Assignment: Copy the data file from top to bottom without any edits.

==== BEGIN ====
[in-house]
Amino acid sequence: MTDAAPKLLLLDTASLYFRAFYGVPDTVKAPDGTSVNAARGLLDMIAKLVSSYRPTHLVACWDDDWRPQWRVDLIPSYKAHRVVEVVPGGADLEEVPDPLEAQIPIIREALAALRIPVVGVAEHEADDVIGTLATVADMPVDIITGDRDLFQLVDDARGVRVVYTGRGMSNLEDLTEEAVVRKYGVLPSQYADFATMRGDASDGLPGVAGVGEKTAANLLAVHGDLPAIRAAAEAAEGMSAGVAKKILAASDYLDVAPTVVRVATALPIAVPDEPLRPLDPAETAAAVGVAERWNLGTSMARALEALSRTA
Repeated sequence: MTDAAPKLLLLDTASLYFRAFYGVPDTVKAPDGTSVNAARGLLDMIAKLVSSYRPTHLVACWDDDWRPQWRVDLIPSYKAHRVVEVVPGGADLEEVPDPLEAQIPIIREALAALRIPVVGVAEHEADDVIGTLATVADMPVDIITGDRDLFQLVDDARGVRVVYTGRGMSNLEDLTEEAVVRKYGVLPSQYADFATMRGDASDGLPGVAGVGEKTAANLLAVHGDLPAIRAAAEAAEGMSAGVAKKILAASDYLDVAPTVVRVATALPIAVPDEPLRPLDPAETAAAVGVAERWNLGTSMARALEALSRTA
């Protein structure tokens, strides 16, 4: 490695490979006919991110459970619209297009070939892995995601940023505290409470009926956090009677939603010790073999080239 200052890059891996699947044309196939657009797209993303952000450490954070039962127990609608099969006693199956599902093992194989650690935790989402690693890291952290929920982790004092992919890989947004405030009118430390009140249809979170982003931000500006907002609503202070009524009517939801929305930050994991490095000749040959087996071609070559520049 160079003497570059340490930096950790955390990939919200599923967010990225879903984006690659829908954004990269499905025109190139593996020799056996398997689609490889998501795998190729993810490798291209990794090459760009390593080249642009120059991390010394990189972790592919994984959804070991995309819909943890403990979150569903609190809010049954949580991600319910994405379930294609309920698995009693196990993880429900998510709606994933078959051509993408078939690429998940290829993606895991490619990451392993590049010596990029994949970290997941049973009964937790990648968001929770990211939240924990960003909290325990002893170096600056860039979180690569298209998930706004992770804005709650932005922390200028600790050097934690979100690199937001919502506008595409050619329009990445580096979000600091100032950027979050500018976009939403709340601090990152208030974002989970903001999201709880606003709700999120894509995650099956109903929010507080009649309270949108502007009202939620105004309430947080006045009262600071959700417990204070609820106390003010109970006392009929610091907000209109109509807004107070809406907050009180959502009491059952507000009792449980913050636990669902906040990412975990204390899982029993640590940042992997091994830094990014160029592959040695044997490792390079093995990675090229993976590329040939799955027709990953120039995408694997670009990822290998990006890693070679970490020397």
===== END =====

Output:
[in-house]
Amino acid sequence: MTDAAPKLLLLDTASLYFRAFYGVPDTVKAPDGTSVNAARGLLDMIAKLVSSYRPTHLVACWDDDWRPQWRVDLIPSYKAHRVVEVVPGGADLEEVPDPLEAQIPIIREALAALRIPVVGVAEHEADDVIGTLATVADMPVDIITGDRDLFQLVDDARGVRVVYTGRGMSNLEDLTEEAVVRKYGVLPSQYADFATMRGDASDGLPGVAGVGEKTAANLLAVHGDLPAIRAAAEAAEGMSAGVAKKILAASDYLDVAPTVVRVATALPIAVPDEPLRPLDPAETAAAVGVAERWNLGTSMARALEALSRTA
Repeated sequence: MTDAAPKLLLLDTASLYFRAFYGVPDTVKAPDGTSVNAARGLLDMIAKLVSSYRPTHLVACWDDDWRPQWRVDLIPSYKAHRVVEVVPGGADLEEVPDPLEAQIPIIREALAALRIPVVGVAEHEADDVIGTLATVADMPVDIITGDRDLFQLVDDARGVRVVYTGRGMSNLEDLTEEAVVRKYGVLPSQYADFATMRGDASDGLPGVAGVGEKTAANLLAVHGDLPAIRAAAEAAEGMSAGVAKKILAASDYLDVAPTVVRVATALPIAVPDEPLRPLDPAETAAAVGVAERWNLGTSMARALEALSRTA
């Protein structure tokens, strides 16, 4: 490695490979006919991110459970619209297009070939892995995601940023505290409470009926956090009677939603010790073999080239 200052890059891996699947044309196939657009797209993303952000450490954070039962127990609608099969006693199956599902093992194989650690935790989402690693890291952290929920982790004092992919890989947004405030009118430390009140249809979170982003931000500006907002609503202070009524009517939801929305930050994991490095000749040959087996071609070559520049 160079003497570059340490930096950790955390990939919200599923967010990225879903984006690659829908954004990269499905025109190139593996020799056996398997689609490889998501795998190729993810490798291209990794090459760009390593080249642009120059991390010394990189972790592919994984959804070991995309819909943890403990979150569903609190809010049954949580991600319910994405379930294609309920698995009693196990993880429900998510709606994933078959051509993408078939690429998940290829993606895991490619990451392993590049010596990029994949970290997941049973009964937790990648968001929770990211939240924990960003909290325990002893170096600056860039979180690569298209998930706004992770804005709650932005922390200028600790050097934690979100690199937001919502506008595409050619329009990445580096979000600091100032950027979050500018976009939403709340601090990152208030974002989970903001999201709880606003709700999120894509995650099956109903929010507080009649309270949108502007009202939620105004309430947080006045009262600071959700417990204070609820106390003010109970006392009929610091907000209109109509807004107070809406907050009180959502009491059952507000009792449980913050636990669902906040990412975990204390899982029993640590940042992997091994830094990014160029592959040695044997490792390079093995990675090229993976590329040939799955027709990953120039995408694997670009990822290998990006890693070679970490020397």